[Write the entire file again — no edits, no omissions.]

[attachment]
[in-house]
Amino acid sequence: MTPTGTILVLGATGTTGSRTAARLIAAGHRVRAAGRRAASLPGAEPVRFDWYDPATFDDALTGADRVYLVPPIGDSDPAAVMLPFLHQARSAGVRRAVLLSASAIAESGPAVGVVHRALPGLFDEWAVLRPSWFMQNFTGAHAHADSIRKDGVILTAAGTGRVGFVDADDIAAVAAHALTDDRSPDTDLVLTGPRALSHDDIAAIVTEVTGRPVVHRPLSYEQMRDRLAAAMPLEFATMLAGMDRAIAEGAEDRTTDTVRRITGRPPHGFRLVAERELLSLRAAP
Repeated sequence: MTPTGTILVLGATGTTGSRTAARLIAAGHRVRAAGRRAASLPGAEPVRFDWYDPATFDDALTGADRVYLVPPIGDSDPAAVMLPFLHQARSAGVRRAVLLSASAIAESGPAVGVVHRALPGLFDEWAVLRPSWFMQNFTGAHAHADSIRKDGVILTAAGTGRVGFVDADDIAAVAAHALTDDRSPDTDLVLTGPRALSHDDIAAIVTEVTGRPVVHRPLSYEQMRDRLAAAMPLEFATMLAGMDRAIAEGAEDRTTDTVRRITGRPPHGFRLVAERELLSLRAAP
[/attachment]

[in-house]
Amino acid sequence: MTPTGTILVLGATGTTGSRTAARLIAAGHRVRAAGRRAASLPGAEPVRFDWYDPATFDDALTGADRVYLVPPIGDSDPAAVMLPFLHQARSAGVRRAVLLSASAIAESGPAVGVVHRALPGLFDEWAVLRPSWFMQNFTGAHAHADSIRKDGVILTAAGTGRVGFVDADDIAAVAAHALTDDRSPDTDLVLTGPRALSHDDIAAIVTEVTGRPVVHRPLSYEQMRDRLAAAMPLEFATMLAGMDRAIAEGAEDRTTDTVRRITGRPPHGFRLVAERELLSLRAAP
Repeated sequence: MTPTGTILVLGATGTTGSRTAARLIAAGHRVRAAGRRAASLPGAEPVRFDWYDPATFDDALTGADRVYLVPPIGDSDPAAVMLPFLHQARSAGVRRAVLLSASAIAESGPAVGVVHRALPGLFDEWAVLRPSWFMQNFTGAHAHADSIRKDGVILTAAGTGRVGFVDADDIAAVAAHALTDDRSPDTDLVLTGPRALSHDDIAAIVTEVTGRPVVHRPLSYEQMRDRLAAAMPLEFATMLAGMDRAIAEGAEDRTTDTVRRITGRPPHGFRLVAERELLSLRAAP